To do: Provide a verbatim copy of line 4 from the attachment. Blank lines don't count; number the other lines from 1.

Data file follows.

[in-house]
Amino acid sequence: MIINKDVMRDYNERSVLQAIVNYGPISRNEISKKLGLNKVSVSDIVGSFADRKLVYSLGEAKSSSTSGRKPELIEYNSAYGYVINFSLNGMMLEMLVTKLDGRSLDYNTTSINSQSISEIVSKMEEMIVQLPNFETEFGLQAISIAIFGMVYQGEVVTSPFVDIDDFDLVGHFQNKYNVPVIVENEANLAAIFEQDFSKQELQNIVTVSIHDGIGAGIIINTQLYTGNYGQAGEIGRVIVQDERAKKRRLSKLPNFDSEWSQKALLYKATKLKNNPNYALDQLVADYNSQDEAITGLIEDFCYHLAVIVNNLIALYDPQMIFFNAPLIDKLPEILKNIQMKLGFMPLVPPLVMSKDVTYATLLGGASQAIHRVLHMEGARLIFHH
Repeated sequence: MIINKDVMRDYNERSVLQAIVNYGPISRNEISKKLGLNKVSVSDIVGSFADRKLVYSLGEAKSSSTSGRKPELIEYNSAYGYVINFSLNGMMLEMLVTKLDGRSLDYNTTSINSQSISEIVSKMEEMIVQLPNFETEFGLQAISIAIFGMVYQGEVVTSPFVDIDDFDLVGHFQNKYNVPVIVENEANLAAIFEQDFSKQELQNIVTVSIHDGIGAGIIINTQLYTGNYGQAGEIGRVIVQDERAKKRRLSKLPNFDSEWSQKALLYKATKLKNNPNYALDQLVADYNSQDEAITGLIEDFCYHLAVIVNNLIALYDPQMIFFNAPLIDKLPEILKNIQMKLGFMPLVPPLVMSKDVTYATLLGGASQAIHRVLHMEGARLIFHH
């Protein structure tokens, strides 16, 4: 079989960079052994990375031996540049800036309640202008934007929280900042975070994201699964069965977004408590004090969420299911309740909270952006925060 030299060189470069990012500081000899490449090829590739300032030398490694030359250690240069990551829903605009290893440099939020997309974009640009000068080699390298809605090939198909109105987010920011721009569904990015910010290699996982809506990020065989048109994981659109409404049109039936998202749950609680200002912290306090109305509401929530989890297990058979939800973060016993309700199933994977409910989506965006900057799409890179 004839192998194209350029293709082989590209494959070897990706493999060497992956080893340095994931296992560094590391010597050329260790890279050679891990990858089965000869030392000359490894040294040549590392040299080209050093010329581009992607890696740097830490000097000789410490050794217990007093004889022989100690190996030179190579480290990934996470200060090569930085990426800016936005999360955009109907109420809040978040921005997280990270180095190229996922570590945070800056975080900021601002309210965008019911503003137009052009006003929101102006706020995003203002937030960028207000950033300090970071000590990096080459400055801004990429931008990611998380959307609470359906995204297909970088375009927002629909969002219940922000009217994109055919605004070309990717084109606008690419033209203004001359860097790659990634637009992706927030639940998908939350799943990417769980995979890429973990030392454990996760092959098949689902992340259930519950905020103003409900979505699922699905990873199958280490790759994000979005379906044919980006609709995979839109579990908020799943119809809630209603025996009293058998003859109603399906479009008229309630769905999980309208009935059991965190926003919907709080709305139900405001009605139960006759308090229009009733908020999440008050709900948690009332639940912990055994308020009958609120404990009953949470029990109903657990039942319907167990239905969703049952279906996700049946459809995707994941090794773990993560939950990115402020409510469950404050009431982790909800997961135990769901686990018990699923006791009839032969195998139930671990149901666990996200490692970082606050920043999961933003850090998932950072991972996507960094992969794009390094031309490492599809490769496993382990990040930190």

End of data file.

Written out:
């Protein structure tokens, strides 16, 4: 079989960079052994990375031996540049800036309640202008934007929280900042975070994201699964069965977004408590004090969420299911309740909270952006925060 030299060189470069990012500081000899490449090829590739300032030398490694030359250690240069990551829903605009290893440099939020997309974009640009000068080699390298809605090939198909109105987010920011721009569904990015910010290699996982809506990020065989048109994981659109409404049109039936998202749950609680200002912290306090109305509401929530989890297990058979939800973060016993309700199933994977409910989506965006900057799409890179 004839192998194209350029293709082989590209494959070897990706493999060497992956080893340095994931296992560094590391010597050329260790890279050679891990990858089965000869030392000359490894040294040549590392040299080209050093010329581009992607890696740097830490000097000789410490050794217990007093004889022989100690190996030179190579480290990934996470200060090569930085990426800016936005999360955009109907109420809040978040921005997280990270180095190229996922570590945070800056975080900021601002309210965008019911503003137009052009006003929101102006706020995003203002937030960028207000950033300090970071000590990096080459400055801004990429931008990611998380959307609470359906995204297909970088375009927002629909969002219940922000009217994109055919605004070309990717084109606008690419033209203004001359860097790659990634637009992706927030639940998908939350799943990417769980995979890429973990030392454990996760092959098949689902992340259930519950905020103003409900979505699922699905990873199958280490790759994000979005379906044919980006609709995979839109579990908020799943119809809630209603025996009293058998003859109603399906479009008229309630769905999980309208009935059991965190926003919907709080709305139900405001009605139960006759308090229009009733908020999440008050709900948690009332639940912990055994308020009958609120404990009953949470029990109903657990039942319907167990239905969703049952279906996700049946459809995707994941090794773990993560939950990115402020409510469950404050009431982790909800997961135990769901686990018990699923006791009839032969195998139930671990149901666990996200490692970082606050920043999961933003850090998932950072991972996507960094992969794009390094031309490492599809490769496993382990990040930190």